I was raped at 19 — 10 years later, I have a lot to say.
Fear and shame are powerful vehicles of silence. They are the very things that keep the underbelly of society functioning without incident. As women, we fear backlash for speaking up about things that have happened to us, or simply things we think are wrong. I have been sharing post after post about GOP presidential candidate Donald Trump, especially his villainization of assault victims, to the annoyance of some friends and loved ones. Those who are annoyed mostly either agree with some of his politics or think I am (and I directly quote) “beating a dead horse.”
Let me share with you why I am not beating a dead horse. Hopefully, I can help you understand why this horse is living, breathing and galloping through society without reprimand or guidance to our own detriment. This is not an easy topic to come out with, especially a decade after it has happened to me. A decade of buried pain requires many layers of healing and coping to unearth, but this election has already made much of that rise to the surface. Old wounds are now fresh and it’s time to speak up though I fear backlash all the same. I look around and see women coming forward stating how they were assaulted or raped and in response to their bravery, often they are further questioned. In lieu of our sick nature as a society to put further social responsibility on people who have been deeply traumatized; I’d like to offer some answers from my perspective.
Why not sooner? Why now?
I cannot boast to speak for all women, but I will give my reasoning as follows. I cannot idly stand by while a man who has admitted on tape to sexual assault, blatantly disregarding consent and overall human decency is legitimately considered for the highest office in the land. I think many women share that same feeling. The resistance towards sharing not only our pain but our shame in such a public way is overcome by the impetus to stand against the almost cartoon caricature of misogyny and rape culture we see attempting to slither into the oval office. This election has brought up such a deep searing anger and sense of powerlessness, all too similar to the pain I felt 10 years ago when I was raped in college.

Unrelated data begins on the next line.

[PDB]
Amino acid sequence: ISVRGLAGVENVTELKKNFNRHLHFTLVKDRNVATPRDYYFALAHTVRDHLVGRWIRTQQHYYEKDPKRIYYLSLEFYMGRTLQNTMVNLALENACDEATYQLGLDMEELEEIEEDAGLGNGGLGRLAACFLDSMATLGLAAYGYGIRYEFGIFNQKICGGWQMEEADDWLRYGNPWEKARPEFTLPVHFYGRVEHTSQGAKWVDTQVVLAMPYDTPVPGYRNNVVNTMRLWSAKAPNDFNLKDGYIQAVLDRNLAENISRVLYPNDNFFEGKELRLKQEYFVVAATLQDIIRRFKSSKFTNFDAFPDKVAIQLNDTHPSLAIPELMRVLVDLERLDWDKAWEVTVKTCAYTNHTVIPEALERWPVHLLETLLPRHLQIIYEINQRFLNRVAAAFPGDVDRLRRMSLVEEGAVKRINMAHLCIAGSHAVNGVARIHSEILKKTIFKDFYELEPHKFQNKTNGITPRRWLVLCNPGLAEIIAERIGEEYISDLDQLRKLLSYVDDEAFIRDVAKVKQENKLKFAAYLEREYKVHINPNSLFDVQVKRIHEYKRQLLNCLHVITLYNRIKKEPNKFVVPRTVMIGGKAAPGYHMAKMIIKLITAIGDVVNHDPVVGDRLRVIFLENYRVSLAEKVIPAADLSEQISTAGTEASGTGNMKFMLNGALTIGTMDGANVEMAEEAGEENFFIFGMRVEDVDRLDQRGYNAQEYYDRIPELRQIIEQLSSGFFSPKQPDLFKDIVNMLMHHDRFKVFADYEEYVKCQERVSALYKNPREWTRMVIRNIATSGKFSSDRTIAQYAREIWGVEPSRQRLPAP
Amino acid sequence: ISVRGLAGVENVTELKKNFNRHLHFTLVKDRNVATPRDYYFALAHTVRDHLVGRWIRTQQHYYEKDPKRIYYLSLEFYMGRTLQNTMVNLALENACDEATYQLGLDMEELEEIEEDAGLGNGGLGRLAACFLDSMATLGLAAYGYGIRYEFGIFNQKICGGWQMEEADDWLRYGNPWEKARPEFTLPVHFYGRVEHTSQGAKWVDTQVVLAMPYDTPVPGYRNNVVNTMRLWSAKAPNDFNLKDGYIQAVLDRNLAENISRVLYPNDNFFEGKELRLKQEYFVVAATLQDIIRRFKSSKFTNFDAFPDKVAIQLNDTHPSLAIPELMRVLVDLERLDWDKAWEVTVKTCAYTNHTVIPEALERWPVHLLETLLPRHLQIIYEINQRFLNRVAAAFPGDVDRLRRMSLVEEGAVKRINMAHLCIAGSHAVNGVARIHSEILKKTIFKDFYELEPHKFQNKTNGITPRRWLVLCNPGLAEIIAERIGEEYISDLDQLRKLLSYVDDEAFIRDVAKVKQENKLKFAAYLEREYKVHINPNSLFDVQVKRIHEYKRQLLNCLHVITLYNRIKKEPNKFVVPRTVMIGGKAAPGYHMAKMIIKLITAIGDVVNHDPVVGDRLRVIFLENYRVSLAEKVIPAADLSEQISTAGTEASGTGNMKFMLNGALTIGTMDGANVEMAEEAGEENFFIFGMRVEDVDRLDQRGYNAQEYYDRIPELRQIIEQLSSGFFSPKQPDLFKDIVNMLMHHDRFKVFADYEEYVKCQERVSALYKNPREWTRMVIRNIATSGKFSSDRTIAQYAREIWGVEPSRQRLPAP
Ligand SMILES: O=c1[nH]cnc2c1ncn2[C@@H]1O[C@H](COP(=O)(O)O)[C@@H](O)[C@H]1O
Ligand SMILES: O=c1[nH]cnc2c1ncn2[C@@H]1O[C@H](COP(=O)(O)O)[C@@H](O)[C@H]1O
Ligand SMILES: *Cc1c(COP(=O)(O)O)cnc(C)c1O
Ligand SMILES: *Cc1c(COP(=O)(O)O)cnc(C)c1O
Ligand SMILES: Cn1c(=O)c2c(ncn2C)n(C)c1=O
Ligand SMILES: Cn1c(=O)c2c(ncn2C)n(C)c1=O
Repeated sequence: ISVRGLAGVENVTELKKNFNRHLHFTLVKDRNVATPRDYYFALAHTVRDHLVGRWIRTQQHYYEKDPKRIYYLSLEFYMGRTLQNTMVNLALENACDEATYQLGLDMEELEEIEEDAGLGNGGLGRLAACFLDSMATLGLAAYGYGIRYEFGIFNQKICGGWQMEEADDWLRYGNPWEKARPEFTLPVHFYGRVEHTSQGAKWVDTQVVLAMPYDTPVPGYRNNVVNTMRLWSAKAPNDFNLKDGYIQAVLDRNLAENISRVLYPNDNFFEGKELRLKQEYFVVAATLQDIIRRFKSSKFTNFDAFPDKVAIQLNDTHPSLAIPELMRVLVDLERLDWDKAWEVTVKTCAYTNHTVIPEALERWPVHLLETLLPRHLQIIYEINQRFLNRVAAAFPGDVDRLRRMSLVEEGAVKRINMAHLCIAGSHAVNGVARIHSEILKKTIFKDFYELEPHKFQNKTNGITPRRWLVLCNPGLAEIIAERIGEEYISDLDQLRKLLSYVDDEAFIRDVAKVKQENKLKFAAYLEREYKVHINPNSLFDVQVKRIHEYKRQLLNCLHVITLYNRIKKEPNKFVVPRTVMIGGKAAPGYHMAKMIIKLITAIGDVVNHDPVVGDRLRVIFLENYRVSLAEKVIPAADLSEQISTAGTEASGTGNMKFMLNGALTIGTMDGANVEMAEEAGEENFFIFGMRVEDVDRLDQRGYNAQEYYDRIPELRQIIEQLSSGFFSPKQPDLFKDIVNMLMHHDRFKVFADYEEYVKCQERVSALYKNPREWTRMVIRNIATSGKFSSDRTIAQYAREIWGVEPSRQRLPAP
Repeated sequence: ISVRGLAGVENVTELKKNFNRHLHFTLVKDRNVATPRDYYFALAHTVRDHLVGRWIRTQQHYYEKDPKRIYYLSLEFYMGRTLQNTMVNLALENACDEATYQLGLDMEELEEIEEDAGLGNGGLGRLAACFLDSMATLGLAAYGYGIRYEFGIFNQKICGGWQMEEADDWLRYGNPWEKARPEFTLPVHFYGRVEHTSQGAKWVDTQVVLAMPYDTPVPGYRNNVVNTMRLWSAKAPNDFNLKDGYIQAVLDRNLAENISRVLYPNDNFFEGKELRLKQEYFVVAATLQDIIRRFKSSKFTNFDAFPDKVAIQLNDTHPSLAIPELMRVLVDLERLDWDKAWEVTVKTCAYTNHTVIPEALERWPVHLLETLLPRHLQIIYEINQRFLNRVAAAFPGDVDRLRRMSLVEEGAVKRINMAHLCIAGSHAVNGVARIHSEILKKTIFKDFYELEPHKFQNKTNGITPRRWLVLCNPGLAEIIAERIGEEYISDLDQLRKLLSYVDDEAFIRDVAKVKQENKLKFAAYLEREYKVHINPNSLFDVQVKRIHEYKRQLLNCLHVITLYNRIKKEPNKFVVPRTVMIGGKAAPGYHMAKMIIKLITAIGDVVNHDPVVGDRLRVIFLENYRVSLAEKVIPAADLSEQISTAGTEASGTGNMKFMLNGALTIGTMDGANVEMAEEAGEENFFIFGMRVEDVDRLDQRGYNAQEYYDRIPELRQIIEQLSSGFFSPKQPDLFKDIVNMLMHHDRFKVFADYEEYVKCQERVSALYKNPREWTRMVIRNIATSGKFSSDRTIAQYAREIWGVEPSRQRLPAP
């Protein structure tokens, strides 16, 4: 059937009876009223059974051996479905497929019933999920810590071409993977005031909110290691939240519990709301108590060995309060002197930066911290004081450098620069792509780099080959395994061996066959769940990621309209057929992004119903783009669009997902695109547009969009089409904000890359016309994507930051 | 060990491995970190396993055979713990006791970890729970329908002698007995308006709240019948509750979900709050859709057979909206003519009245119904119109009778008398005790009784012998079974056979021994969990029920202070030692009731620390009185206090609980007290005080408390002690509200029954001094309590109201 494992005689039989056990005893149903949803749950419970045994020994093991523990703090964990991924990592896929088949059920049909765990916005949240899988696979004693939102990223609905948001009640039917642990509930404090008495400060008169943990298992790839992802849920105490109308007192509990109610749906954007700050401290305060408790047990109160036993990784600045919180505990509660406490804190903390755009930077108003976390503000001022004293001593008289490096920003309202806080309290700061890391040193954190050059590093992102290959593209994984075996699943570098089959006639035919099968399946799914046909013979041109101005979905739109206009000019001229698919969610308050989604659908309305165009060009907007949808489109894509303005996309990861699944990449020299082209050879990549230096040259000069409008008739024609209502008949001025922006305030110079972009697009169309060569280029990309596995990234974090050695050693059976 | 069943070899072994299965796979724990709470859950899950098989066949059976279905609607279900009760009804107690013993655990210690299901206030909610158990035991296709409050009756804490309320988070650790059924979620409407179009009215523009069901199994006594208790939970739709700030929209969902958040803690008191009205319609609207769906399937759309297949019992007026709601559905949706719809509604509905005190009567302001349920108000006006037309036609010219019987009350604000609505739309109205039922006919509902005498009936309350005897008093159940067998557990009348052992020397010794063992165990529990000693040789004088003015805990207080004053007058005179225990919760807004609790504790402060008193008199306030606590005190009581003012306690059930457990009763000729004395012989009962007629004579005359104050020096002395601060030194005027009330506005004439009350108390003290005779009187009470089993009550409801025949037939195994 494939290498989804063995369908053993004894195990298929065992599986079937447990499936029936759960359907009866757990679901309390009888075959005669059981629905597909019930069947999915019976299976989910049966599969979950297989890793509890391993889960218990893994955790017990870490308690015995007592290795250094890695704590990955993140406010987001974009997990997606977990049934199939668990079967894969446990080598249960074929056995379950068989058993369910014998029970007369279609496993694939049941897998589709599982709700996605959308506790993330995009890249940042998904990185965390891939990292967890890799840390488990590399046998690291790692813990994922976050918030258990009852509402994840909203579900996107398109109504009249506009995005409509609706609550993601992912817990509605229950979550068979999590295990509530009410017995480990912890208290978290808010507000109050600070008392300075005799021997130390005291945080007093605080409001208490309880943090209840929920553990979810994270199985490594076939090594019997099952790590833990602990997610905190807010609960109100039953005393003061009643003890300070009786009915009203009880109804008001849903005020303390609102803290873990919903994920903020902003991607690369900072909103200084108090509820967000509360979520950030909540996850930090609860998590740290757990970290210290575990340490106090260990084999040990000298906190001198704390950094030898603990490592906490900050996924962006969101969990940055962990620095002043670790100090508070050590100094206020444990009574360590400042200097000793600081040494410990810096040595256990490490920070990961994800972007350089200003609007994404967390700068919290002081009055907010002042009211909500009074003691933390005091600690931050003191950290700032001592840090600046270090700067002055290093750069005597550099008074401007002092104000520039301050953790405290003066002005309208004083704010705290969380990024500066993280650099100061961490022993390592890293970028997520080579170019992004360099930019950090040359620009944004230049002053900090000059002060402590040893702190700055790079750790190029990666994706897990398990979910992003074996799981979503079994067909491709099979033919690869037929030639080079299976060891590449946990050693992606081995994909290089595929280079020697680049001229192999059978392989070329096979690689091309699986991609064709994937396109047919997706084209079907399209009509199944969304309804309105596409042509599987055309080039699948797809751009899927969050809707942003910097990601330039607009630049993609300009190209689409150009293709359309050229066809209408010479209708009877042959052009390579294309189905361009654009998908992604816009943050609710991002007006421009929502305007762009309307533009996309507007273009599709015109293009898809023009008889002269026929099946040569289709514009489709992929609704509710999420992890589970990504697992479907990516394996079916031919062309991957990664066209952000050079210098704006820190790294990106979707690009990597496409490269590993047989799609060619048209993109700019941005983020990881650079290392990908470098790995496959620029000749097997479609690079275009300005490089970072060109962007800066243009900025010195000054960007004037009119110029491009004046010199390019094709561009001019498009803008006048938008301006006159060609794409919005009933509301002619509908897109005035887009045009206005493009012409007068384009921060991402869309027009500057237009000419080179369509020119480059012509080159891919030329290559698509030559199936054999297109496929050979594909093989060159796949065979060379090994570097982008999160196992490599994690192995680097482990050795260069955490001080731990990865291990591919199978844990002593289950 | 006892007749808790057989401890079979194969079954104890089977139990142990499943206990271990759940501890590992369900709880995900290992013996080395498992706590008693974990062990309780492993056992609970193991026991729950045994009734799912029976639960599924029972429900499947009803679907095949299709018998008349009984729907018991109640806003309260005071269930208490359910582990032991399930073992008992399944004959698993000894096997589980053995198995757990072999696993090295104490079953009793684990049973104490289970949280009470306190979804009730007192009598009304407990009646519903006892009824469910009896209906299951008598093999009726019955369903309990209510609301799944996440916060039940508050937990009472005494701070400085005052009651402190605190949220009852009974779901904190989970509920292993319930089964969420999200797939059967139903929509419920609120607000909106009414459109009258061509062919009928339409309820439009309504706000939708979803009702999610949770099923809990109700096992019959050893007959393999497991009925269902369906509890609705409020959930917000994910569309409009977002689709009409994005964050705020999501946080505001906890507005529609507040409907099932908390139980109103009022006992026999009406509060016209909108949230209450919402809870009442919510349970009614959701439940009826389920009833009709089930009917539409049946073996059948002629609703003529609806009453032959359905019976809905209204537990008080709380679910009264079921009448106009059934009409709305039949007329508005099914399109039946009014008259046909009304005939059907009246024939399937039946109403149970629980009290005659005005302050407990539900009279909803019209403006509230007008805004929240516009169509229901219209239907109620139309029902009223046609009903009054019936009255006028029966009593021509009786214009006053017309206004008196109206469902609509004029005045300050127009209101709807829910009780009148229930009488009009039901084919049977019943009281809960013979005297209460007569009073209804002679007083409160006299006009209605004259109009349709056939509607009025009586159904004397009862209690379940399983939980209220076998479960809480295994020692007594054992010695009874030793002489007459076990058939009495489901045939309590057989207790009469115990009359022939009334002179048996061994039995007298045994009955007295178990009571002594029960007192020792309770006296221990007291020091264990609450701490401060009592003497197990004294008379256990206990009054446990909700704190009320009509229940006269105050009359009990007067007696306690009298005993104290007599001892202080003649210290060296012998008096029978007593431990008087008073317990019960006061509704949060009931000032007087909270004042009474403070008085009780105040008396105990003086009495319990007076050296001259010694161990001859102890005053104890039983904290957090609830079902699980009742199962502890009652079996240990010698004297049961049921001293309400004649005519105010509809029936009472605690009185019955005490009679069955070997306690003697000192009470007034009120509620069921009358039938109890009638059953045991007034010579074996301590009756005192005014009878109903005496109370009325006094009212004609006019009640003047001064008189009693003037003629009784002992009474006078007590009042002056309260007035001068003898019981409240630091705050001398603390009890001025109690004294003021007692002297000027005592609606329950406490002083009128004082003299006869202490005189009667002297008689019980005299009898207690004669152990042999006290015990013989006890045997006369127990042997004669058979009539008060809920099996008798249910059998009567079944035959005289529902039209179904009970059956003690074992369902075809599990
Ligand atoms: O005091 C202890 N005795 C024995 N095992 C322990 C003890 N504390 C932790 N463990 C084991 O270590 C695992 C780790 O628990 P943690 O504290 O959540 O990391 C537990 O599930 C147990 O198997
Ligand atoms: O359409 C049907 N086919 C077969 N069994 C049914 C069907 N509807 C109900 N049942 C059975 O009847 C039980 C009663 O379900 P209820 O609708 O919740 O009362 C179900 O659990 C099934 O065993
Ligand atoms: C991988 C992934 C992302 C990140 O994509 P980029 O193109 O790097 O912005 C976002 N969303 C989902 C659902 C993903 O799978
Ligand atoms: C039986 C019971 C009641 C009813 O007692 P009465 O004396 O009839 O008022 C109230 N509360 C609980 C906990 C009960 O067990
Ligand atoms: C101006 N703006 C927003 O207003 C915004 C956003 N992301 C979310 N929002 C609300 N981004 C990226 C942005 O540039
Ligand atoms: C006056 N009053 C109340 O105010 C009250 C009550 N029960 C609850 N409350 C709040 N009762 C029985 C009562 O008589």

Few people know this happened to me. The circumstances that some found out were even against my will. Of all the many emotions I felt about being raped, shame was by far the strongest one and certainly the hardest to overcome in writing this piece. It has taken me 10 long years to feel that I have even built up enough self-love to discuss that this happened to me. Having the right support system and knowing that no matter what happens in sharing, I would still have my loved ones by my side has also been a huge help in coming forward. Some women do not have that and never will. Some women still live with their abusers and are not able to escape. Mark my words, speaking out is in it’s own right an act of privilege. Another important point is that it is not lost on me that by sharing this, I make myself a target. As sick as that is, many women have experienced this. Just as we see on the media, victims are doubted, attacked, judged for their appearance, dissected, doxxed and more — women are not making themselves more safe by speaking out or coming forwards, often, it’s the other way around.
Why didn’t you report this when it happened?
Everyone’s story is different. After my rape, a friend consoled me enough to get me into his car and drove me to a non-profit women’s shelter. I was a mess and looking back I believe this friend did the right thing. There they physically inspected me and I had the opportunity to be put in touch with police to report the incident and file charges. The woman who I spoke with gave me a pragmatic view into what would happen if I did. She enumerated the steps very clearly and for that I am very grateful. She told me what the rape kit consisted of, how prosecution would go, what trials were like, how long things could drag on for, how my choices would be cast under a magnifying glass, how poorly college administrations deal with these allegations and so on. I was 19 at the time so this was quite a lot to process.